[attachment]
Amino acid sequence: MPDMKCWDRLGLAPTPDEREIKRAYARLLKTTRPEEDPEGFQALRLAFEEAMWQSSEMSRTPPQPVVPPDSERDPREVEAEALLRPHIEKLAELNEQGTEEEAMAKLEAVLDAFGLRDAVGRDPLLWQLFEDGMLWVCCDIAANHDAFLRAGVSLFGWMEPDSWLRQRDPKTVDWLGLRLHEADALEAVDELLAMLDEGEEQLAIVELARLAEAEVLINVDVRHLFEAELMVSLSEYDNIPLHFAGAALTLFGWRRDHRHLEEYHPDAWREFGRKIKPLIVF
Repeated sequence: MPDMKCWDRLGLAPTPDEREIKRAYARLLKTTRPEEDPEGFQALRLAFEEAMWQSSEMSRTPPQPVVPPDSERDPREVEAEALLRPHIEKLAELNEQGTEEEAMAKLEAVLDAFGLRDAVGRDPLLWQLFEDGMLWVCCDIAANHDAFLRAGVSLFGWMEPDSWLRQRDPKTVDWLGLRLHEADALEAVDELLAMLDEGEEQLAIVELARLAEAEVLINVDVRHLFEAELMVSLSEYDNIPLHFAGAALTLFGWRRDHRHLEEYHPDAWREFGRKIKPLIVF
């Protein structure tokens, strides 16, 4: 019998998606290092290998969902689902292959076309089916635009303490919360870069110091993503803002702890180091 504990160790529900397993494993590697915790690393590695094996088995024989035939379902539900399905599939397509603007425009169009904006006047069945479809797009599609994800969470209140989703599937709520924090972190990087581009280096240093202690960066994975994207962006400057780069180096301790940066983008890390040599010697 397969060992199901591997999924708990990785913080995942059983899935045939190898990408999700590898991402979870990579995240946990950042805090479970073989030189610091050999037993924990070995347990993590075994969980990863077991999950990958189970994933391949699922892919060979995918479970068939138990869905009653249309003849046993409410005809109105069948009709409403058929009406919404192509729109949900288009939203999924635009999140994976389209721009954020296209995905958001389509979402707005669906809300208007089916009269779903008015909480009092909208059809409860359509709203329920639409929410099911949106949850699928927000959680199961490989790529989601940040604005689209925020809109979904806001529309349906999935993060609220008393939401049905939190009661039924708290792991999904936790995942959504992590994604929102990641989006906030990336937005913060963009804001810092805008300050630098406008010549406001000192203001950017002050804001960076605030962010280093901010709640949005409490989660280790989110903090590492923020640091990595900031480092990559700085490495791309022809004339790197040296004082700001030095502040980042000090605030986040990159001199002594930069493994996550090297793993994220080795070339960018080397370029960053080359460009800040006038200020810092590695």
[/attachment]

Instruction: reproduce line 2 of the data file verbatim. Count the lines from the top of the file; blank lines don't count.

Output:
Repeated sequence: MPDMKCWDRLGLAPTPDEREIKRAYARLLKTTRPEEDPEGFQALRLAFEEAMWQSSEMSRTPPQPVVPPDSERDPREVEAEALLRPHIEKLAELNEQGTEEEAMAKLEAVLDAFGLRDAVGRDPLLWQLFEDGMLWVCCDIAANHDAFLRAGVSLFGWMEPDSWLRQRDPKTVDWLGLRLHEADALEAVDELLAMLDEGEEQLAIVELARLAEAEVLINVDVRHLFEAELMVSLSEYDNIPLHFAGAALTLFGWRRDHRHLEEYHPDAWREFGRKIKPLIVF